In some ways it’s been even worse for Will Keane.  At the start of the season, as a striker, he would have seen Rooney, Hernandez, Berbatov, Welbeck, Diouf, Owen and Macheda ahead of him in the pecking order and must have despaired of getting any first team action at all.  He did finally get on for a few minutes in the home defeat against Blackburn and was on the bench against Stoke the other night, but much of that is down to Macheda (loan) and Diouf (permanent) having departed and injury problems with Rooney and (surprise, surprise) Owen.  He continues to bang in goals for the Reserves, but the likelihood of him getting a decent run in the first team seems as remote as ever. 

Will Keane – will he ever get a real chance?

So, Morrison has gone, Pogba could be on his way and Will Keane is kicking his heels in the Reserves – for now.  So much for the FA Youth Cup winners heralding a brand new dawn.  In fact, the young players making a splash at Old Trafford have either been bought in (Jones and Smalling) or were out on loan last year (Cleverley & Welbeck).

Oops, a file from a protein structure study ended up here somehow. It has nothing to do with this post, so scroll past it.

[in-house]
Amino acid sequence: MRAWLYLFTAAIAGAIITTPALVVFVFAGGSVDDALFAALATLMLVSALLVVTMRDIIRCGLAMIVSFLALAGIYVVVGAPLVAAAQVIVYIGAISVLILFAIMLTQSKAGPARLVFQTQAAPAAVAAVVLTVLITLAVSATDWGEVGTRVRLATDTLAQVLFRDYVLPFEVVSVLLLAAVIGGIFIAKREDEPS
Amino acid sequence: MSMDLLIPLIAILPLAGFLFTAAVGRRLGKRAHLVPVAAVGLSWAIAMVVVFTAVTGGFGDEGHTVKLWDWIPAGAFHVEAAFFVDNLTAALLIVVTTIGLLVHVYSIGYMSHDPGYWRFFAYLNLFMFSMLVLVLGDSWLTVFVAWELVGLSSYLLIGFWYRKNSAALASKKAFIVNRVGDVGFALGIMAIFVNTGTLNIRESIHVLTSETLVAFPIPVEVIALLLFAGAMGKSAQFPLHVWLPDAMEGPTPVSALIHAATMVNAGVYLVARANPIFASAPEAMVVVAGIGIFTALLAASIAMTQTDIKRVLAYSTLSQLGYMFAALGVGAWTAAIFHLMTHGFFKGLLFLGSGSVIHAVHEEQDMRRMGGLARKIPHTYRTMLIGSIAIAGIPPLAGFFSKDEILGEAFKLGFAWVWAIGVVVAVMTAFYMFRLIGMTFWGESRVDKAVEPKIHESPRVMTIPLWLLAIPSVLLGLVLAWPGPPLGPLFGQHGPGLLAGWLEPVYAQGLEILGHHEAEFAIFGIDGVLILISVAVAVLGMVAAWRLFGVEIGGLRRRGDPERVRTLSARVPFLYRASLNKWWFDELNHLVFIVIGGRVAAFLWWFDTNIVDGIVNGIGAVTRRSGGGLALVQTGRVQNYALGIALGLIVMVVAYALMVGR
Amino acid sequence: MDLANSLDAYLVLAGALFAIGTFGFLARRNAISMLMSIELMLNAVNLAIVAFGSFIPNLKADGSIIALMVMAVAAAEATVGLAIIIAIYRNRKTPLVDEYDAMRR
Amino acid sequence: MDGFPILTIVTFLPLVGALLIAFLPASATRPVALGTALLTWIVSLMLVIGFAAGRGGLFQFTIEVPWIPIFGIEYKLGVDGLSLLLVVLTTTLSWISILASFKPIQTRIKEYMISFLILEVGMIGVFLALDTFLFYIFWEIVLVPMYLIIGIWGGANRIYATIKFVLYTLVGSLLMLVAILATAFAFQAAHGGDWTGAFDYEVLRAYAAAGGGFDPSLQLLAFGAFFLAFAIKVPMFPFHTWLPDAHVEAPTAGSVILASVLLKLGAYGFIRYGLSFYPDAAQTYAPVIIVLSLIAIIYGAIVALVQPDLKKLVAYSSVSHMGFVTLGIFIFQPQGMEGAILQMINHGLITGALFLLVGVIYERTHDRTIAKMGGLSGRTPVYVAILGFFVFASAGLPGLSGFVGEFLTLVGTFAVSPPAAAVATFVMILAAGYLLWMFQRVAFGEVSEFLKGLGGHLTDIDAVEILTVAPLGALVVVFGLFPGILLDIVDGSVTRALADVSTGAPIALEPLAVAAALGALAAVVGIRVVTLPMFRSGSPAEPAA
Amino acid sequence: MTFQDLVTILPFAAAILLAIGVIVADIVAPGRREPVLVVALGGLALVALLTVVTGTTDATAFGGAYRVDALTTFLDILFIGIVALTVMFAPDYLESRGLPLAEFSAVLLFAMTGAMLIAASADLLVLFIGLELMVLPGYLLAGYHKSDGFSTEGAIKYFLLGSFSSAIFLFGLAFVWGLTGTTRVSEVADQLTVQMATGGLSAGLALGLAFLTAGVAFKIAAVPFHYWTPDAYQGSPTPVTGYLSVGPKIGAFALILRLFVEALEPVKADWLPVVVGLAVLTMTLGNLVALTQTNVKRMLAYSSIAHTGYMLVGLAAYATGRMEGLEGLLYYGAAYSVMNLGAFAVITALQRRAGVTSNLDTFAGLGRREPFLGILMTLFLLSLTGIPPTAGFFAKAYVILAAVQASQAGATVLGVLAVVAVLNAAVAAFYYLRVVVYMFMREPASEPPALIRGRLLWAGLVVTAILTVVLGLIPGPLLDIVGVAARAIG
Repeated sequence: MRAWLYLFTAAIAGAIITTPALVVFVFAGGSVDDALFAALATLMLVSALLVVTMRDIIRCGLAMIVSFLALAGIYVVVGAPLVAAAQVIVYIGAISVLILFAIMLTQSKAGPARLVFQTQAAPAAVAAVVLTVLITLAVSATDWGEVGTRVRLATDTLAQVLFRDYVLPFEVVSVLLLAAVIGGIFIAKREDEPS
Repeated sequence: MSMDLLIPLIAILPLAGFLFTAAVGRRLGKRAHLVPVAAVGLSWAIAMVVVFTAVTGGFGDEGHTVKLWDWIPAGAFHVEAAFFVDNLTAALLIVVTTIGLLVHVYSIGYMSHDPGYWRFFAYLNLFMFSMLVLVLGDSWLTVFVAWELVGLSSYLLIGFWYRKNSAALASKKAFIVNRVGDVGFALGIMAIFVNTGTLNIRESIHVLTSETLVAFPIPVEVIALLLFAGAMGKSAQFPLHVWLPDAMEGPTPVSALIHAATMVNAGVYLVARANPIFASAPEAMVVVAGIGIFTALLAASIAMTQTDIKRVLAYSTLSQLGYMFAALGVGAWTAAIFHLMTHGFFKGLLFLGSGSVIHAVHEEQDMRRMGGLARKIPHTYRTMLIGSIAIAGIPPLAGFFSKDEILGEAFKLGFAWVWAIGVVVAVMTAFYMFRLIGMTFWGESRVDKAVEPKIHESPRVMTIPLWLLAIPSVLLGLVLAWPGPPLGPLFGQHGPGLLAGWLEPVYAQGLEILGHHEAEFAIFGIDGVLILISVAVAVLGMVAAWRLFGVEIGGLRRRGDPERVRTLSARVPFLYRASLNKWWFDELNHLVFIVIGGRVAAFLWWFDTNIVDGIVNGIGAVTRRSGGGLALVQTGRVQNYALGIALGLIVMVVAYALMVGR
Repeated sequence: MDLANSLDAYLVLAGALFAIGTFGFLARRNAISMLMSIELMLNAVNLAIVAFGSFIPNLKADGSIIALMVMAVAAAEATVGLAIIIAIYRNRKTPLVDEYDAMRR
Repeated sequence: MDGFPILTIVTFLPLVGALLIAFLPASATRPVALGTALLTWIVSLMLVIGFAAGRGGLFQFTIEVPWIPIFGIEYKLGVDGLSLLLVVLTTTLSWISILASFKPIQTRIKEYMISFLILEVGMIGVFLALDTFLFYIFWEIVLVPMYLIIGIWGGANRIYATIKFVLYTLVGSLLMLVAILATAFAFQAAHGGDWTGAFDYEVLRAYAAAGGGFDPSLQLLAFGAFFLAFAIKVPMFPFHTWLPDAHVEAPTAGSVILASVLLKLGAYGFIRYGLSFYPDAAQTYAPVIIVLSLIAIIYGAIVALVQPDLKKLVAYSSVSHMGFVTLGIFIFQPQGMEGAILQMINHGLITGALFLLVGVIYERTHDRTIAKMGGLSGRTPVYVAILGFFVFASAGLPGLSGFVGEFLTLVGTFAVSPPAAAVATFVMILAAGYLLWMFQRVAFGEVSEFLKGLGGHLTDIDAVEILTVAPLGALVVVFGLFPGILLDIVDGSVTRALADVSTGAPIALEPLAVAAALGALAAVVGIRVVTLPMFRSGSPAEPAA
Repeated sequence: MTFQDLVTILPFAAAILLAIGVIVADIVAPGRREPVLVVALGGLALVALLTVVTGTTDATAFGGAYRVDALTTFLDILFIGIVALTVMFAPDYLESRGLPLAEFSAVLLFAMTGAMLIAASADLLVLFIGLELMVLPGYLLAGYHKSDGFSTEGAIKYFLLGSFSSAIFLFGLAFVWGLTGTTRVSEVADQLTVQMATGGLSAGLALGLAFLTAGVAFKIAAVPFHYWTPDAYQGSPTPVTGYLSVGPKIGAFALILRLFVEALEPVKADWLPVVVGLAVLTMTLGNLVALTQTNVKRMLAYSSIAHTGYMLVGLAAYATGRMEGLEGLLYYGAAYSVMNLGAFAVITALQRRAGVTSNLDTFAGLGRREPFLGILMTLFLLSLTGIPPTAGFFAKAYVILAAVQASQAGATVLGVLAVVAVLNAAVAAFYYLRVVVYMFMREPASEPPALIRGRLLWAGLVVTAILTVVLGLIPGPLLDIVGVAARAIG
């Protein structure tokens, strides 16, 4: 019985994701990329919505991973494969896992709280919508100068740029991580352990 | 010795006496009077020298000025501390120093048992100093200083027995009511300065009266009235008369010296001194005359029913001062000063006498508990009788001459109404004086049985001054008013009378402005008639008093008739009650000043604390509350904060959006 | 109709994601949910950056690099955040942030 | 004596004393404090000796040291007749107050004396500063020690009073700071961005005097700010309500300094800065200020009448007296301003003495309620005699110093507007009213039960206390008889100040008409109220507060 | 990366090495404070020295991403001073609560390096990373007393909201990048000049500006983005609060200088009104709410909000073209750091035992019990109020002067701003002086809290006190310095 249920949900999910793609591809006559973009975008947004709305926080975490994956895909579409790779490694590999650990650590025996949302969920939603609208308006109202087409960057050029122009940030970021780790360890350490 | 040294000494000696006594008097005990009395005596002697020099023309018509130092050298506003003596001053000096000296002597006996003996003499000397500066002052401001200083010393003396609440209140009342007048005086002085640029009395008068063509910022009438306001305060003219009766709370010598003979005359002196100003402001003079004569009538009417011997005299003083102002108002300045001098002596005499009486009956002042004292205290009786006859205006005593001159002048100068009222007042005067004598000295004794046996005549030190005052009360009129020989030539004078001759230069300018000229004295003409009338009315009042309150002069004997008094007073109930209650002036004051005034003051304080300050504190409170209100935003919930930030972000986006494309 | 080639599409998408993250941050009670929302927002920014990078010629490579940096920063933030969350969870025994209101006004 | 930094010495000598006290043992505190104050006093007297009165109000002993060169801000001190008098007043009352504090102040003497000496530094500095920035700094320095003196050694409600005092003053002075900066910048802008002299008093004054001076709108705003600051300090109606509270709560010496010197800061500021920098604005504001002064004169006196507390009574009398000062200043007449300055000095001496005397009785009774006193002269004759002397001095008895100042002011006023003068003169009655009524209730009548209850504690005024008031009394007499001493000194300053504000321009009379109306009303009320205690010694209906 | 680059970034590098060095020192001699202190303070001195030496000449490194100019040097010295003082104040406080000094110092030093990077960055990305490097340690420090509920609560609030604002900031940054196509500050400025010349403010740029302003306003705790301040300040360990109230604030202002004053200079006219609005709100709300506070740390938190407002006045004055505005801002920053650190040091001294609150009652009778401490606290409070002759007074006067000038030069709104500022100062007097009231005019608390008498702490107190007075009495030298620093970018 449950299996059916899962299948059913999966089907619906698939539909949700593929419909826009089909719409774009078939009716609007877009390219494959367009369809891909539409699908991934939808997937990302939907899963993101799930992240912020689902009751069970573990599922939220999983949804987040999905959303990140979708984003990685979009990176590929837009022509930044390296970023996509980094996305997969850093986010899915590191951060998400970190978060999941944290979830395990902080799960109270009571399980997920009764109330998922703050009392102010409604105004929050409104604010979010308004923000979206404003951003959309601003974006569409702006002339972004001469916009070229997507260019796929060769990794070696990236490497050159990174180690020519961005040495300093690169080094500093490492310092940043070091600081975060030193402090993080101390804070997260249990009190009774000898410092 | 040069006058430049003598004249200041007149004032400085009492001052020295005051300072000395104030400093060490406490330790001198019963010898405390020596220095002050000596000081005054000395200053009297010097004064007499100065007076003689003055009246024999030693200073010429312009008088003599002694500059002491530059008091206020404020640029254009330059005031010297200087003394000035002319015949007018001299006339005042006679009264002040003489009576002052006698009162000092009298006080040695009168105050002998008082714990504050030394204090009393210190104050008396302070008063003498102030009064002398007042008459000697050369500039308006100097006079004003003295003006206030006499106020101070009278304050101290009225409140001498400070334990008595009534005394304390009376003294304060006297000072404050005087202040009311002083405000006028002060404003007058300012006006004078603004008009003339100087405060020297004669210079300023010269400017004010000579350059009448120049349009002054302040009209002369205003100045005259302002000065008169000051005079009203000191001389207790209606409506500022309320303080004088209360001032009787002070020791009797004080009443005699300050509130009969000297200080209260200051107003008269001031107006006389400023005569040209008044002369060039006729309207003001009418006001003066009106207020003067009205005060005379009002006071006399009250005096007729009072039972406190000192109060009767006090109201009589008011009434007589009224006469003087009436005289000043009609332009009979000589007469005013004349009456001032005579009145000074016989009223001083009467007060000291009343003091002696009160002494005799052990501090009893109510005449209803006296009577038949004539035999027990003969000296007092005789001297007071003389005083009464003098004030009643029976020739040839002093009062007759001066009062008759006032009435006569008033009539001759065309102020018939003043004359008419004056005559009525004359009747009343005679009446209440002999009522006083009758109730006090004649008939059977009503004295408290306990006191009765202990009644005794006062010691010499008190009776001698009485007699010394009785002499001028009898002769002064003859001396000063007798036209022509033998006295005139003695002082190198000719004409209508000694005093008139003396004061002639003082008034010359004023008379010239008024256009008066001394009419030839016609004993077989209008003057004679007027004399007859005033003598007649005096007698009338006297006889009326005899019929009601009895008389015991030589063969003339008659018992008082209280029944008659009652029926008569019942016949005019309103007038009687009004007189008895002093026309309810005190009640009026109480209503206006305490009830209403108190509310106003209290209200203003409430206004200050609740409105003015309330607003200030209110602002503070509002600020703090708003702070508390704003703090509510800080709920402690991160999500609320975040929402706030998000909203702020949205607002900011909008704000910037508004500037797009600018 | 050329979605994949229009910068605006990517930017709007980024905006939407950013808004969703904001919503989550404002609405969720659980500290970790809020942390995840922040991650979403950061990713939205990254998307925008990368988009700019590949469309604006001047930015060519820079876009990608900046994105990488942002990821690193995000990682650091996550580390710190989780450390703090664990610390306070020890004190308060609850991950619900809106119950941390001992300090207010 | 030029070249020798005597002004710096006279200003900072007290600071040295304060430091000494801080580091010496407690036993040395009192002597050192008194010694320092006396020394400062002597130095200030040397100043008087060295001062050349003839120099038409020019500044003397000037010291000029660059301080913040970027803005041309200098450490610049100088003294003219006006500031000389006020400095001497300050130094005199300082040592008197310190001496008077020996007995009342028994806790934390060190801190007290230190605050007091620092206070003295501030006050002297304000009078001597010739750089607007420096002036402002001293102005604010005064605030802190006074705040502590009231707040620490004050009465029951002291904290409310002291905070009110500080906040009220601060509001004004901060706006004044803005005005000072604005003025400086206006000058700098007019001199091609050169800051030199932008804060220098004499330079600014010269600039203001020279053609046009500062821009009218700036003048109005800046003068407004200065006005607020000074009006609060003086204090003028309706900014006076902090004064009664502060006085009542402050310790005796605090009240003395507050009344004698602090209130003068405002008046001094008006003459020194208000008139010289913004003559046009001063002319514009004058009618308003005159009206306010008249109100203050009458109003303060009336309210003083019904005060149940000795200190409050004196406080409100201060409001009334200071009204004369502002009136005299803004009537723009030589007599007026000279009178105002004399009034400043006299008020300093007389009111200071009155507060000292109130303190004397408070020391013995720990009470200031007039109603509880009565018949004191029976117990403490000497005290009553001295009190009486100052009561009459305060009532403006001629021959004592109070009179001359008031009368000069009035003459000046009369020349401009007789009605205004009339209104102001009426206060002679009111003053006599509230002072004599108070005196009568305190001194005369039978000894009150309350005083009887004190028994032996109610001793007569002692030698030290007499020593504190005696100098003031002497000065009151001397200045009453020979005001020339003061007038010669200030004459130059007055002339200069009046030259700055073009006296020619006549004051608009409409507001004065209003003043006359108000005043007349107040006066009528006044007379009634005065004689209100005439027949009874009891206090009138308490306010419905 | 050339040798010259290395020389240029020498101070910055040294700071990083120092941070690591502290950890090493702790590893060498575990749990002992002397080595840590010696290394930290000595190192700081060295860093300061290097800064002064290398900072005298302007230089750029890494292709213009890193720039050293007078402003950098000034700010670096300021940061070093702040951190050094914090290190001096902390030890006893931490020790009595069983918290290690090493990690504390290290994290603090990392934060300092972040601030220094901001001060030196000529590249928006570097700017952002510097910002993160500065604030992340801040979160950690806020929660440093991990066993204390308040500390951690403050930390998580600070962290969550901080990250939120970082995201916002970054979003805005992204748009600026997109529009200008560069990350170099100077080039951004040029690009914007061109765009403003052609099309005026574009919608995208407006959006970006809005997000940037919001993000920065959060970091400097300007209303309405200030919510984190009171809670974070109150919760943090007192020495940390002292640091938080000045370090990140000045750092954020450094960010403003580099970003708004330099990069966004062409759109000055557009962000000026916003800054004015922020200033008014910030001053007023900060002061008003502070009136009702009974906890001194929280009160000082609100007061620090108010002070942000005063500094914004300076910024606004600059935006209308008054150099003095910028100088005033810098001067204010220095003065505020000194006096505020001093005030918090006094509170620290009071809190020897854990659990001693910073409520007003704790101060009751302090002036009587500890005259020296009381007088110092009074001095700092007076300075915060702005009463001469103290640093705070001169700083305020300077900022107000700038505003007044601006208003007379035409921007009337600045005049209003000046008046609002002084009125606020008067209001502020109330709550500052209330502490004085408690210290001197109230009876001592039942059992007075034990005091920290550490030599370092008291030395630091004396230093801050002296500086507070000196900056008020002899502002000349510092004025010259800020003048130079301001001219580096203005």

So what of this year’s crop of hopefuls?  A couple of the Youth Cup winning team – Tyler Blackett and Gylliano van Velzen – were suffciently young to carry on in the Academy this year.  Otherwise, Paul McGuinness has had a new crop of youngsters to contend with, among them the sons of some famous Dads;  Nick Barmby’s son, Jack,  is a striker-cum-winger and Luke Hendrie, son of ex-Middlesbrough midfielder John, is following in Dad’s footsteps in central midfield.  Welsh striker Tom Lawrence made a few  appearances late last season and looks promising, but other than that it’s all change for the U-18’s.

Results were poor early in the season – consecutive defeats to Portsmouth and Southampton to open the season and since then a bit patchy.  Centre-half Luke McCulloch has emerged as a lynchpin and Jack Barmby has scored regularly in a team that seems to have only the (relatively) diminutive Sam Byrne as a central striker. Tom Lawrence seems to have been out with injury for most of the season, so the team seems to have got by using a plethora of wingers and midfielders, often playing with Byrne on his own up front.